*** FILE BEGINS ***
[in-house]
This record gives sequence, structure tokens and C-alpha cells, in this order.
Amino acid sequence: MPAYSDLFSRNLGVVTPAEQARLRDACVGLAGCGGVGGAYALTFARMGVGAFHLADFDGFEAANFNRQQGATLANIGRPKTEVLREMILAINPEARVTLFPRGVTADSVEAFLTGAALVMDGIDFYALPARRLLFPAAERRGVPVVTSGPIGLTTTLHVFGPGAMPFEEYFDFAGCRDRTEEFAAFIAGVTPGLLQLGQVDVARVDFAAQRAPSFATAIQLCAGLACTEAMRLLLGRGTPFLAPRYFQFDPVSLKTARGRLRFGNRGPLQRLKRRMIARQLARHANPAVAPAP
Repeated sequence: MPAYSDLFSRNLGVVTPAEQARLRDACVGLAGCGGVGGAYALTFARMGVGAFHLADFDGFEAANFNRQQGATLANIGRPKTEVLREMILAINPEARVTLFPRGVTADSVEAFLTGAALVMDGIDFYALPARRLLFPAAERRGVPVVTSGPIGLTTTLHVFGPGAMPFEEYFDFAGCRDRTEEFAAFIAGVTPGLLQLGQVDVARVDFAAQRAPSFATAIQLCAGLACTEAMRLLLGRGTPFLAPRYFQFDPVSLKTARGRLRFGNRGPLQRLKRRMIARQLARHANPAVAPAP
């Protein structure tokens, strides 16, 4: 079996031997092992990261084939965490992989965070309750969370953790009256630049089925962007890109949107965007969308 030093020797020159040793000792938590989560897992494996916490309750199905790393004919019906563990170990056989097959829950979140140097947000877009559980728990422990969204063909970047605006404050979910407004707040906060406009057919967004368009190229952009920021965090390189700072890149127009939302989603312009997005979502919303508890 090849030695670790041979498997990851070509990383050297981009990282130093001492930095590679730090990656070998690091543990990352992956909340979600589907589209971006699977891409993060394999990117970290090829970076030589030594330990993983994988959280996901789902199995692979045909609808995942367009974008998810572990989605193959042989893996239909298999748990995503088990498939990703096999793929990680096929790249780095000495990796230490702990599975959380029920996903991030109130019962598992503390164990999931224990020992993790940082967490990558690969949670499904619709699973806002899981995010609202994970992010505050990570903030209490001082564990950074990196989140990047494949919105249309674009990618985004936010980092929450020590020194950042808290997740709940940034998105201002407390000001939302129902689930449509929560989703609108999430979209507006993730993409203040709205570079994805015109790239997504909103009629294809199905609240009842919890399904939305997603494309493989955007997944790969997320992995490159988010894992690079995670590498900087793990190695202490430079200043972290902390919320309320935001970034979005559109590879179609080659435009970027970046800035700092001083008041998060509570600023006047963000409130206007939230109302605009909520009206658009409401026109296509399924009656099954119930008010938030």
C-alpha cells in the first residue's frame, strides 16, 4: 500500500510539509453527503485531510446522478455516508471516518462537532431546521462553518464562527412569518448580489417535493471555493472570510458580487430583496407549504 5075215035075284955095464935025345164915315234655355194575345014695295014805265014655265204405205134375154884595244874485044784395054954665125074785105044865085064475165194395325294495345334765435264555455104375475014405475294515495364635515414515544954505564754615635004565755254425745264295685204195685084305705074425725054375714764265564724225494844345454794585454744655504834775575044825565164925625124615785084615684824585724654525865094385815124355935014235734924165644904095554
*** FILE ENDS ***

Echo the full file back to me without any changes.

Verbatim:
[in-house]
This record gives sequence, structure tokens and C-alpha cells, in this order.
Amino acid sequence: MPAYSDLFSRNLGVVTPAEQARLRDACVGLAGCGGVGGAYALTFARMGVGAFHLADFDGFEAANFNRQQGATLANIGRPKTEVLREMILAINPEARVTLFPRGVTADSVEAFLTGAALVMDGIDFYALPARRLLFPAAERRGVPVVTSGPIGLTTTLHVFGPGAMPFEEYFDFAGCRDRTEEFAAFIAGVTPGLLQLGQVDVARVDFAAQRAPSFATAIQLCAGLACTEAMRLLLGRGTPFLAPRYFQFDPVSLKTARGRLRFGNRGPLQRLKRRMIARQLARHANPAVAPAP
Repeated sequence: MPAYSDLFSRNLGVVTPAEQARLRDACVGLAGCGGVGGAYALTFARMGVGAFHLADFDGFEAANFNRQQGATLANIGRPKTEVLREMILAINPEARVTLFPRGVTADSVEAFLTGAALVMDGIDFYALPARRLLFPAAERRGVPVVTSGPIGLTTTLHVFGPGAMPFEEYFDFAGCRDRTEEFAAFIAGVTPGLLQLGQVDVARVDFAAQRAPSFATAIQLCAGLACTEAMRLLLGRGTPFLAPRYFQFDPVSLKTARGRLRFGNRGPLQRLKRRMIARQLARHANPAVAPAP
């Protein structure tokens, strides 16, 4: 079996031997092992990261084939965490992989965070309750969370953790009256630049089925962007890109949107965007969308 030093020797020159040793000792938590989560897992494996916490309750199905790393004919019906563990170990056989097959829950979140140097947000877009559980728990422990969204063909970047605006404050979910407004707040906060406009057919967004368009190229952009920021965090390189700072890149127009939302989603312009997005979502919303508890 090849030695670790041979498997990851070509990383050297981009990282130093001492930095590679730090990656070998690091543990990352992956909340979600589907589209971006699977891409993060394999990117970290090829970076030589030594330990993983994988959280996901789902199995692979045909609808995942367009974008998810572990989605193959042989893996239909298999748990995503088990498939990703096999793929990680096929790249780095000495990796230490702990599975959380029920996903991030109130019962598992503390164990999931224990020992993790940082967490990558690969949670499904619709699973806002899981995010609202994970992010505050990570903030209490001082564990950074990196989140990047494949919105249309674009990618985004936010980092929450020590020194950042808290997740709940940034998105201002407390000001939302129902689930449509929560989703609108999430979209507006993730993409203040709205570079994805015109790239997504909103009629294809199905609240009842919890399904939305997603494309493989955007997944790969997320992995490159988010894992690079995670590498900087793990190695202490430079200043972290902390919320309320935001970034979005559109590879179609080659435009970027970046800035700092001083008041998060509570600023006047963000409130206007939230109302605009909520009206658009409401026109296509399924009656099954119930008010938030």
C-alpha cells in the first residue's frame, strides 16, 4: 500500500510539509453527503485531510446522478455516508471516518462537532431546521462553518464562527412569518448580489417535493471555493472570510458580487430583496407549504 5075215035075284955095464935025345164915315234655355194575345014695295014805265014655265204405205134375154884595244874485044784395054954665125074785105044865085064475165194395325294495345334765435264555455104375475014405475294515495364635515414515544954505564754615635004565755254425745264295685204195685084305705074425725054375714764265564724225494844345454794585454744655504834775575044825565164925625124615785084615684824585724654525865094385815124355935014235734924165644904095554